However, as mentioned above, it is not only your nutrition and your physical activity levels that are related to losing the belly fat. Your stress levels also play a profound role. Often I have clients who say, “I’ve done everything you’ve said, eating healthier and exercising, but I’m not getting that flat stomach”. When you are mentally or physically stressed, your stress hormones (cortisol) elevate, which, in turn, suppresses your growth hormones (androgens). These growth hormones play a critical part in building muscle and boosting your metabolism. But, suppression of these leads to the accumulation of adipose tissue in our body, especially around the belly. Hence, reducing your stress levels will improve the responsiveness your body has towards the hormones which assist in muscle building and weight loss.
So what are some key points to help you get a flat stomach?
- Eat high-quality meals (including good protein sources and green vegetables).
- Never skip meals. Always eat breakfast, and don’t go longer than 4 hours without eating.
- Reduce your stress levels.
- Include quality strength training 3-4 times per week.
Nick Jack is a qualified CHEK Exercise Coach, Level II Holistic Lifestyle Coach and personal trainer. He runs a personal training business called NO Regrets Personal Training.
Nick likes to lift weights, cycle, run and triathlon. He has played almost every sport at one time in his life. Now, he enjoys spending time walking his dog and relaxing with his wife and friends.
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Sara Colquhoun – Pilates Instructor
Whether you have had a long break from exercise or are literally starting to exercise for the first time, there are some common mistakes that we all tend to make. The key is not to let these mistakes deter you from continuing to exercise, but to use them as signals to get to know your body and listen to what it is telling you.
1. Set a clear goal. First of all be really clear on your intention and what you want to gain from your exercise program. You need to do this so you are held accountable. Once you have done this then make sure this goal is realistic with the type of exercise you have chosen to participate in. For example, if you want to increase your cardio and you choose to do yoga you may find it challenging to achieve your goal, as most forms of yoga are not a high cardio workout. Find the best form of exercise to match your intention and goals. If you are unsure seek out professional advice.
2. Be realistic. When people start to exercise one of the most common mistakes is biting off more than you can chew. What I mean by this is pushing the body so far that you may cause injury. I’m all for testing the boundaries in your exercise regime, but when you are starting our or getting back into it after a long break the best thing you can do is ease back into an exercise program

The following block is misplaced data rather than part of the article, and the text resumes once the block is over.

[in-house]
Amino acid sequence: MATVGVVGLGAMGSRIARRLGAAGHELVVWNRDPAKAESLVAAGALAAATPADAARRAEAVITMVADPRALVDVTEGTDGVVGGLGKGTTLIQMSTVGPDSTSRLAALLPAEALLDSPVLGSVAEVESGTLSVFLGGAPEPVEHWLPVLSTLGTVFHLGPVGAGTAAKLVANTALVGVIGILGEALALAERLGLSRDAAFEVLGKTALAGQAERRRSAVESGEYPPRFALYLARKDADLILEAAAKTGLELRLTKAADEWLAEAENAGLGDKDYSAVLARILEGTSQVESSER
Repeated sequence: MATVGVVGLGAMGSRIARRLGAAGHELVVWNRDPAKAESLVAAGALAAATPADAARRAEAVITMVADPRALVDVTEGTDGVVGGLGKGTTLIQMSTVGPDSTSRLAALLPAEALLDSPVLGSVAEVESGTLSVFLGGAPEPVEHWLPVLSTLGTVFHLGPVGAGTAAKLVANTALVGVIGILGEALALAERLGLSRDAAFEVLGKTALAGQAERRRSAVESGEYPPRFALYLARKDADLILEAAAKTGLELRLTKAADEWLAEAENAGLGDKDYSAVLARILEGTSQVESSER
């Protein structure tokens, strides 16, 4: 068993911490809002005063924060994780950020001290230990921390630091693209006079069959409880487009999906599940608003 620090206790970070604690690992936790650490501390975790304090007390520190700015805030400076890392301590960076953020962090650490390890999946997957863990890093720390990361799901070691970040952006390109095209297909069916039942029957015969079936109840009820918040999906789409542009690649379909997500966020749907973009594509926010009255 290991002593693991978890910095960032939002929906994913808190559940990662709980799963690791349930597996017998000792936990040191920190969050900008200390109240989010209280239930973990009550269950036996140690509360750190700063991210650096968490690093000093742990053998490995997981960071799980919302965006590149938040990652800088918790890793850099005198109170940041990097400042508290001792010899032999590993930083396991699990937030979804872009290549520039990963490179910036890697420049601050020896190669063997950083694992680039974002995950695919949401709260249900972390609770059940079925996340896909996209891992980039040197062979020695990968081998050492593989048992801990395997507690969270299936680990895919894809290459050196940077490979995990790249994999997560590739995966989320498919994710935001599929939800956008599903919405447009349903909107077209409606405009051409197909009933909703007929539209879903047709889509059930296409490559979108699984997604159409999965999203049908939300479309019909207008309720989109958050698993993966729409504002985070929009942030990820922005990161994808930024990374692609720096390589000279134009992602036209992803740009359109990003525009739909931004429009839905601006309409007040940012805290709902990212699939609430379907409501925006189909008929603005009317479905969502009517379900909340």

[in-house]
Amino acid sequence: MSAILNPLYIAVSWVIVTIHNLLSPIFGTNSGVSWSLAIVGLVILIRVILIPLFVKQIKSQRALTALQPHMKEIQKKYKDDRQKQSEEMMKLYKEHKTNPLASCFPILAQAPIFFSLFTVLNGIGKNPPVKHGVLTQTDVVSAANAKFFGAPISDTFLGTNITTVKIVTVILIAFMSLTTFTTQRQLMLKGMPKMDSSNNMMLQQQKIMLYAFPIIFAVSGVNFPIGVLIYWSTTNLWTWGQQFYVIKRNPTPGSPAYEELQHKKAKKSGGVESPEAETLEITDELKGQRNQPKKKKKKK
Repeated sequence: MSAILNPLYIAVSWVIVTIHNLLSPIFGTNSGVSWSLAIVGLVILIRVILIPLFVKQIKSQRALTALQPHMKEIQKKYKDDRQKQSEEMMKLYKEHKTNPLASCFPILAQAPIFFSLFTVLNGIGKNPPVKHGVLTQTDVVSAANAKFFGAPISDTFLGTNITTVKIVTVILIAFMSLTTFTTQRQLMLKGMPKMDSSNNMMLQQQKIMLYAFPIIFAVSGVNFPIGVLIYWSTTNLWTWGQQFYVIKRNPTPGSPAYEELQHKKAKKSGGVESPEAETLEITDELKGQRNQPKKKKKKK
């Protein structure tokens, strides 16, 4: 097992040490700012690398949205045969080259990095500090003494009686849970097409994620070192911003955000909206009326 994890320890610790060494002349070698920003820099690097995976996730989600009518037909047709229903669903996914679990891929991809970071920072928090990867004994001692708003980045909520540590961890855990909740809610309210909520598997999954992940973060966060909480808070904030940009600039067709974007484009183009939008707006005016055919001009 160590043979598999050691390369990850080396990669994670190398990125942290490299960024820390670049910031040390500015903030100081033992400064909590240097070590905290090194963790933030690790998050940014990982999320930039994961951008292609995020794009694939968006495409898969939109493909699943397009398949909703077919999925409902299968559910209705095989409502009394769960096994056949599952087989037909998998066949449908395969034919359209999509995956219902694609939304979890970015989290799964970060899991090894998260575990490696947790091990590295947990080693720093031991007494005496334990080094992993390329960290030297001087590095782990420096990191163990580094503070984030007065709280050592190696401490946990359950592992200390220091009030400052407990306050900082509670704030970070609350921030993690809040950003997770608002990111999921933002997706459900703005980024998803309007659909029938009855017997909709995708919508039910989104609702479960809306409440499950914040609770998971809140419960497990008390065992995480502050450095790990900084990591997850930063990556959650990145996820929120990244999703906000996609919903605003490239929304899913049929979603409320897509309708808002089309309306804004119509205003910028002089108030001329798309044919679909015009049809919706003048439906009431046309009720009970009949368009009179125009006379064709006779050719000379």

over a period of time. This gives the body time to adapt, recover and strengthen, and will mean you can enjoy your exercise without the frustration of setbacks due to injury.
3. Be committed. Entering an exercise program half-heartedly is another big mistake – make sure you give it 110%! If you are going to start any form of exercise you need to commit for at least three months to enjoy the benefits. To keep up your motivation it’s important to consider these three factors: do you enjoy it? Is your body responding well to the program? Are you on
your way to achieving your goals?
4. Don’t be afraid to be a beginner. Remember when you start most forms of exercise you might feel a little uncoordinated, inflexible or not as strong as you would like. However, as you progress these feelings will all improve and even completely diminish the longer you stick at your exercise program. In no time at all you’ll feel great! You are only going to see and feel real improvement if you give it your absolute best for a prolonged period.
5. Enjoy it! The best thing you can do is choose a type of exercise that you enjoy and leaves you feeling inspired to move and challenged. If you get this right the mistakes when starting out can be
One of the most accomplished Pilates instructors for her age, Sara Colquhoun has been training in Pilates since the age of 14, and teaching since the age of 17. Her clients include elite AFL players and Australian Ballet dancers.
Sara’s background as a performing artist in dance – attending The Victorian College of the Arts after moving from Sydney at the age of 18 – led her to the natural progression of becoming an instructor.
After completing her diploma in dance and performing arts, Sara pursued a career in Pilates under guidance of Pilates International. She is now owns and manages her own studio Ki Movement Pilates located on Clarendon Street in South Melbourne.
Throughout her teaching career Sara has trained AFL players from the Western Bulldogs, Australian Ballet dancers, VCA students, Musical theatre performers (Jersey Boys, West – “Storytelling is the most powerful way to put ideas into the world today” ~ Robert McKee 2 Side Story), Cirque de Soleil artists, all the way to radio presenters.
Sara’s highlight in her career to date is the recent accolade of winning the international competition to become the next Pilates Anytime instructor. She is one of the youngest instructors to join such an elite group of trainers on the site with direct lineage from founder of the movement, Joseph Pilates. Pilates Anytime is a global platform that has viewers from all around the world who will be watching and performing Sara’s classes.
She has big plans for bringing knowledge of body awareness, general health, well-being and an education of Pilates, along with communicating the benefits it has across all aspects of functional movement to everyday life.
- Instagram and Twitter: @Pilates_Sara | #Pilatesbysara
- Facebook: www.facebook.com/pilatesbysara
- Website: http://www.saracolquhoun.com
- Website: http://kipilates.com.au/ (Coming soon)
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Disclaimer: The information published in this column is based on each of the author’s own professional and personal knowledge and opinion. This information and opinion is not intended to be a substitute for professional medical advice, diagnosis or treatment of any manner. Always seek the advice of your physician or other qualified health provider with any questions you may have regarding any medical condition and consult a qualified medical professional before beginning any nutritional or exercise program. Never disregard professional medical advice or delay in seeking it because of something you have read on InShape News.